Second, let me say, I tried to make sure that this block was never published before.  As you know, that in itself is a very difficult thing because there are so many quilt designer/bloggers out there.  Lets face it folks, it is not at all that outside the realm of possibility that someone thought of this block layout before me.

    Third, please know that if I did design a block that’s already out there in the world with someone’s copyright attached to it, I didn’t do it on purpose…I did a Google Image search and checked Pinterest five ways to Sunday to cover my bases.  And…if you (who own the block pattern) will contact me, I’ll definitely make sure that you, not me, get all the credit for this very cool block.

    So with no further ado, here we go.

    “Berry Fields” – A Block Picto-toot

    Cut the following pieces for one  12 1/2″ (unfinished) block. This block is put together in sections.  Just follow the instructions on the pics and before you know it, you’ll be done.

    IMG_2231

    Set out pieces for Section 1 and sew as described on the picture

    img_2245

    Press seams in this section to the right…

    img_2246

    Then lay out pieces for Section 2 and sew together as follows:

    img_2244

    img_2247

    Press seams in this section to the left…

    Use the remaining pieces to lay out Section 3 and sew together as instructed

    img_2248

    IMG_2252

    Press seams in this section to the right…

    All that’s left to do is lay out the 3 sections and admire your gawjeus block.

    IMG_2249

    Sew the 3 rows together as instructed on the picture and – Holy heck Hermione – you’re finished and its a beautiful block!

    img_2243

      “Berry Fields”

    by

    grannycanquilt.wordpress.com

    That wasn’t hard at all was it?

    PS:  If you were so inclined, you could make a whole bunch of these blocks and create a quilt.  Give each block a quarter turn and you will get lots of excitement and motion in the quilt top and a cool secondary pattern that will appear just like magic where the coloured rectangles in the corners come together.  Try it and see…

    Now you should definitely go check out all the ahhhmazing blocks made by the others in this blog hop.

    Today’s Group (not including me)

    Host: Cheryl @Meadow Mist Designs

    Miranda @I Have Purple Hair
    Jennifer @The Inquiring Quilter
    Sarah @123 Quilt
    Leanne @Devoted Quilter
    Jen @Patterns By Jen
    Jennifer @RV Quilting
    Amanda @Quiltologie
    Sharon @Yellow Cat Quilt Designs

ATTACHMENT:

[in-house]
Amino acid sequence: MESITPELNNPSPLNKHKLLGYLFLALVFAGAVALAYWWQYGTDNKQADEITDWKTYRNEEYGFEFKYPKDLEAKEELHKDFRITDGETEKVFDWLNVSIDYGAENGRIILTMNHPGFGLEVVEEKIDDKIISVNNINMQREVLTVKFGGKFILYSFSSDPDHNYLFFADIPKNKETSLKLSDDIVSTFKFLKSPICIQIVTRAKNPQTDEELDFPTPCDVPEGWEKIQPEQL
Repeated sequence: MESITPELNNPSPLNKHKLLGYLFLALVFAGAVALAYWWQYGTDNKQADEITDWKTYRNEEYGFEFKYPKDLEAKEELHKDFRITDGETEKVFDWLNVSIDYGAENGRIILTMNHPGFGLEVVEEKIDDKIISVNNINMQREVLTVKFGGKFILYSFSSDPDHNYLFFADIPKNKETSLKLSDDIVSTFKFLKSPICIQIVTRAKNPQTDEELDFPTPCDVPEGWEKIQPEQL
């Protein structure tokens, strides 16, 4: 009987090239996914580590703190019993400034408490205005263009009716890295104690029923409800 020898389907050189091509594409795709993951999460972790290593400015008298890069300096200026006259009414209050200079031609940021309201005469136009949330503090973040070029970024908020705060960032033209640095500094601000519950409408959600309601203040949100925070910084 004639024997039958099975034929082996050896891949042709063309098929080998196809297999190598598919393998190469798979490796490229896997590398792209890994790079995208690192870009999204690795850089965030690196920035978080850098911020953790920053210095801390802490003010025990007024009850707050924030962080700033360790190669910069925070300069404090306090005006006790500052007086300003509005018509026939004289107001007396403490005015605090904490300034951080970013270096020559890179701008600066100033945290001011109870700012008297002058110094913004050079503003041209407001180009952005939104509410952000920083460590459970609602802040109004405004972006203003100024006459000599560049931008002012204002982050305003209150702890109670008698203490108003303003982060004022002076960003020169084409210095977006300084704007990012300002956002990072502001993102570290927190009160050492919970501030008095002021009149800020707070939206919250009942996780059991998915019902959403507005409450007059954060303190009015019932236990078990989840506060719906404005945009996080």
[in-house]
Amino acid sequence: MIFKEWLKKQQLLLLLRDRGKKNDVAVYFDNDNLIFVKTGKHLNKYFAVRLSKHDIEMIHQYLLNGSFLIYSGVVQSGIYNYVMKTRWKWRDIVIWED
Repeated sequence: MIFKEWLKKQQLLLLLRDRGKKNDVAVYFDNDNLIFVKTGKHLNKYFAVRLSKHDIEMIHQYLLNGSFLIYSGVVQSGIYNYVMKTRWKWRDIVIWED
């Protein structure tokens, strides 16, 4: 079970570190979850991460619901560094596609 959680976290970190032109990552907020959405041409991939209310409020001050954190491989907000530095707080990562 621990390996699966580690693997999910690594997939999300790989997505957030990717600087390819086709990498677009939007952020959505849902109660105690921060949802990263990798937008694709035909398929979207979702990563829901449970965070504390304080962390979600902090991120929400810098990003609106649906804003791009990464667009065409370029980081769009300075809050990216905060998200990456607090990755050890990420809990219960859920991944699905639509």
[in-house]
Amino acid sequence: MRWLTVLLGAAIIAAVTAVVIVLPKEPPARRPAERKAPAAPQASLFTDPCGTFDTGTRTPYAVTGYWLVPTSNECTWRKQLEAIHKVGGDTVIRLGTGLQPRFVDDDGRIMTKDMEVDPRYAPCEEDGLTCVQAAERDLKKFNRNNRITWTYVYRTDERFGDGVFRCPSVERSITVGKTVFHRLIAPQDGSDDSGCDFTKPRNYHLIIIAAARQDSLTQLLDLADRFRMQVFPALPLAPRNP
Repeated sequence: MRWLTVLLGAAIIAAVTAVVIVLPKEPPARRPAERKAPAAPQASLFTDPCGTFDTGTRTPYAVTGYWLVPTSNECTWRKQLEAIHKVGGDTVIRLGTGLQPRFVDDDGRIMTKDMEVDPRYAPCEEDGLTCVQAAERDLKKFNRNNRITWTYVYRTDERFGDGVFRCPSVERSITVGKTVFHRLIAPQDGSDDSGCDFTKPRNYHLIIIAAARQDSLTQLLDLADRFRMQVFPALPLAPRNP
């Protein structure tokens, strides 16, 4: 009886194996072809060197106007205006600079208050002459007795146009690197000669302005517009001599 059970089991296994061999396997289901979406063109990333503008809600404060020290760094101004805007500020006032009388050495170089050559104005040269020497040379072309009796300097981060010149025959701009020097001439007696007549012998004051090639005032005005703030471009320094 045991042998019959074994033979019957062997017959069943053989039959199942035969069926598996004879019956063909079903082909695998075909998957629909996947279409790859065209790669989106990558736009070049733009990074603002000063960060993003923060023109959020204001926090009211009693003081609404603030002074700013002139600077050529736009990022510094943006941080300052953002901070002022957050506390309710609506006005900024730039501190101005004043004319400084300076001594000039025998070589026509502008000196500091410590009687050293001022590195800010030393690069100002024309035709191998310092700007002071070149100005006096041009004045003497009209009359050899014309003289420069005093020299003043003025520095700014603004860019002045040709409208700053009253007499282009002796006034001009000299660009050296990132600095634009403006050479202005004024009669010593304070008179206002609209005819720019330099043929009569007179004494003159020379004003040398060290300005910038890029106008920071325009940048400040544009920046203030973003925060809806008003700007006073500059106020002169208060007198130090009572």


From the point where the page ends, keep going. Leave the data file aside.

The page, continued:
Jen @A Dream and A Stitch
    Jen @Faith and Fabric
    Carole @Carole Lyles Shaw
    Stephanie @Quilt’n Party
    Susan @Sevenoaks Street Quilts
    Katrin @Now What Puppilalla
    Amista @Hilltop Custom Designs
    Nicole @Handwrought Quilts
    Marla @Penny Lane Quilts
    Silvia @A Stranger View
    Sarah @Smiles Too Loudly
    Carrie @the zen quilter
    Mary @Quilting is in My Blood

    Yesterday’s Group

    Host: Yvonne @Quilting Jetgirl

    Abigail @Cut & Alter
    Janice @Color, Creating, and Quilting!
    Lorinda @Laurel, Poppy, and Pine
    Melva @Melva Loves Scraps
    Renee @Quilts of a Feather
    Kathryn @Upitis Quilts
    Kim @Leland Ave Studios
    Amanda @this mom quilts
    Holly @Lighthouse Lane Designs
    Irene @Patchwork and Pastry
    Jennifer @Dizzy Quilter
    Karen @Tu-Na Quilts, Travels, and Eats
    Anne @Said With Love
    Suzy @Adventurous Applique and Quilting
    Sharla @Thistle Thicket Studio
    Kathleen @Smiles From Kate
    Amanda @Gypsy Moon Quilt Co.
    Sarah @Sarah Goer Quilts
    Chelsea @Patch the Giraffe
    Jinger @Trials of a Newbie Quilter
    Anja @Anja Quilts
    Daisy @Ants to Sugar

    Tomorrow’s Group

    Host: Stephanie @Late Night Quilter

    Kathy @Kathys Kwilts and More
    Paige @Quilted Blooms
    Mary @Strip Quilts Pass it On
    Allison @Woodberry Way
    Seven @The Concerned Craft
    Olusola @Alice Samuel’s Quilt Co.
    Ann @Brown Paws Quilting
    Jodie @Persimmon + Pear
    Vicki @Orchid Owl Quilts
    Kitty @Night Quilter
    Francine @Mochawildchild
    Shelley @The Carpenter’s Daughter who Quilts
    Jayne @Twiggy and Opal
    Geraldine @Living Water Quilter
    Shannon @Shannon Fraser Designs
    Lisa @Sunlight In Winter Quilts